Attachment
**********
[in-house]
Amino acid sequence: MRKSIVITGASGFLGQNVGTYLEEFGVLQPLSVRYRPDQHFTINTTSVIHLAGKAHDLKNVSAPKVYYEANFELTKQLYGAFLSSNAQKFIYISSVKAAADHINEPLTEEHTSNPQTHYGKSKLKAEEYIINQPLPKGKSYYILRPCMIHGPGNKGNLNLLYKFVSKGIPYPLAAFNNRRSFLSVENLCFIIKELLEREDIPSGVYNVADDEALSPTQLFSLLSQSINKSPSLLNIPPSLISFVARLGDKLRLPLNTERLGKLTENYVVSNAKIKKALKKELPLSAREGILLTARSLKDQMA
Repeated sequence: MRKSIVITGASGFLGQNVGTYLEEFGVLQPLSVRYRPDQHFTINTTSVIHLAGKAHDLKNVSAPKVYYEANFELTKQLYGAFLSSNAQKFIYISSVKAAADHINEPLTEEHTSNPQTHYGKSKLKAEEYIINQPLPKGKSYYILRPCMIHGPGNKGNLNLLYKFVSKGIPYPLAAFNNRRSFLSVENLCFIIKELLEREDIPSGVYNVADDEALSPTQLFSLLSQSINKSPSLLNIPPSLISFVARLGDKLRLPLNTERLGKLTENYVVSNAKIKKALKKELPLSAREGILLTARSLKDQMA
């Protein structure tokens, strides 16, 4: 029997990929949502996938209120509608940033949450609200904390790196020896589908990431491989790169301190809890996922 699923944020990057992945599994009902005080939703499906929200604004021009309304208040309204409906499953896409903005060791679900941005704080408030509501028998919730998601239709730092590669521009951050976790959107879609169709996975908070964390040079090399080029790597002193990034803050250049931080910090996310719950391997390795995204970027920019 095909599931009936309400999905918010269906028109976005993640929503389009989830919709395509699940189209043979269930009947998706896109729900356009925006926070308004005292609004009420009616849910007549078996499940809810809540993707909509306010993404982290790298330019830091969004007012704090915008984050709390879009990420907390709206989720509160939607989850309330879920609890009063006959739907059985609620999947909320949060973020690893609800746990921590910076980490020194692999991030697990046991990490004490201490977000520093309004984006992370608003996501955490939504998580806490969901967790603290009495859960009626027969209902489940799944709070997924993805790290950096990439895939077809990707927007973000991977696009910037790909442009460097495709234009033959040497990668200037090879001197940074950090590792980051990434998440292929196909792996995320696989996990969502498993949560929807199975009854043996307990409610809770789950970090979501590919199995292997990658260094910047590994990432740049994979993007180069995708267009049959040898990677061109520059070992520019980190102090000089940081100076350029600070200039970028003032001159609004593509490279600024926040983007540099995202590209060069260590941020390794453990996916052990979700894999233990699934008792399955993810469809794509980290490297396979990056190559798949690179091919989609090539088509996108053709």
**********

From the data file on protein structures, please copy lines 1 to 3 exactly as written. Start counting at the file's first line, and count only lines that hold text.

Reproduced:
[in-house]
Amino acid sequence: MRKSIVITGASGFLGQNVGTYLEEFGVLQPLSVRYRPDQHFTINTTSVIHLAGKAHDLKNVSAPKVYYEANFELTKQLYGAFLSSNAQKFIYISSVKAAADHINEPLTEEHTSNPQTHYGKSKLKAEEYIINQPLPKGKSYYILRPCMIHGPGNKGNLNLLYKFVSKGIPYPLAAFNNRRSFLSVENLCFIIKELLEREDIPSGVYNVADDEALSPTQLFSLLSQSINKSPSLLNIPPSLISFVARLGDKLRLPLNTERLGKLTENYVVSNAKIKKALKKELPLSAREGILLTARSLKDQMA
Repeated sequence: MRKSIVITGASGFLGQNVGTYLEEFGVLQPLSVRYRPDQHFTINTTSVIHLAGKAHDLKNVSAPKVYYEANFELTKQLYGAFLSSNAQKFIYISSVKAAADHINEPLTEEHTSNPQTHYGKSKLKAEEYIINQPLPKGKSYYILRPCMIHGPGNKGNLNLLYKFVSKGIPYPLAAFNNRRSFLSVENLCFIIKELLEREDIPSGVYNVADDEALSPTQLFSLLSQSINKSPSLLNIPPSLISFVARLGDKLRLPLNTERLGKLTENYVVSNAKIKKALKKELPLSAREGILLTARSLKDQMA